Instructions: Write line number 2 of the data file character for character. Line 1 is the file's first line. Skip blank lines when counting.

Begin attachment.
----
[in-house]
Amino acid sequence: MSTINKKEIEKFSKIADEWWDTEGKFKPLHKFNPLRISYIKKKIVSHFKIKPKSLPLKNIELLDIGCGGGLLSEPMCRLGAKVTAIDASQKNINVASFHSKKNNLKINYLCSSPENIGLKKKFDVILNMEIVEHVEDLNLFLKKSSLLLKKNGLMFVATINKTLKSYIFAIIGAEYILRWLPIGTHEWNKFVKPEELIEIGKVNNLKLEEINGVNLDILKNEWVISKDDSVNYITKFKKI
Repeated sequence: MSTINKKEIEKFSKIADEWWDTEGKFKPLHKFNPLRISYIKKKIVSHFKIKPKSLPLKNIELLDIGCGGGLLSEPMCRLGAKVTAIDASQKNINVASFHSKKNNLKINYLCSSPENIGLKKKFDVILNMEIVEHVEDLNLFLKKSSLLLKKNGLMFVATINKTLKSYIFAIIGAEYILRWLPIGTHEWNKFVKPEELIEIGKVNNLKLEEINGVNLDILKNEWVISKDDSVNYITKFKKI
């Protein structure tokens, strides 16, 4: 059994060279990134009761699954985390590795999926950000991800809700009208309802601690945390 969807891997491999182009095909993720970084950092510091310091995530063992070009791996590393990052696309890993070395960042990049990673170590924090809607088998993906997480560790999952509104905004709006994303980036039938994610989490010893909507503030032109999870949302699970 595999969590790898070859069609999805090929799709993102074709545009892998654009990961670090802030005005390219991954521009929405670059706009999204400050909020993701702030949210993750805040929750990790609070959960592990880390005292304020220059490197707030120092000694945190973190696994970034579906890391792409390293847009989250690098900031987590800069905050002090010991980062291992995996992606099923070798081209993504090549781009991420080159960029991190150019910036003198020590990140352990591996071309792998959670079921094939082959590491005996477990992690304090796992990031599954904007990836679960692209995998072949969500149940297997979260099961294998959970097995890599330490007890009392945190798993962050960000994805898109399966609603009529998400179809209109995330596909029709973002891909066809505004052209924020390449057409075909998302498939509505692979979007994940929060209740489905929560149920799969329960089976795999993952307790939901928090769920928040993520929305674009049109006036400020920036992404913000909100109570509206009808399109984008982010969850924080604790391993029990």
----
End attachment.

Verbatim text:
Amino acid sequence: MSTINKKEIEKFSKIADEWWDTEGKFKPLHKFNPLRISYIKKKIVSHFKIKPKSLPLKNIELLDIGCGGGLLSEPMCRLGAKVTAIDASQKNINVASFHSKKNNLKINYLCSSPENIGLKKKFDVILNMEIVEHVEDLNLFLKKSSLLLKKNGLMFVATINKTLKSYIFAIIGAEYILRWLPIGTHEWNKFVKPEELIEIGKVNNLKLEEINGVNLDILKNEWVISKDDSVNYITKFKKI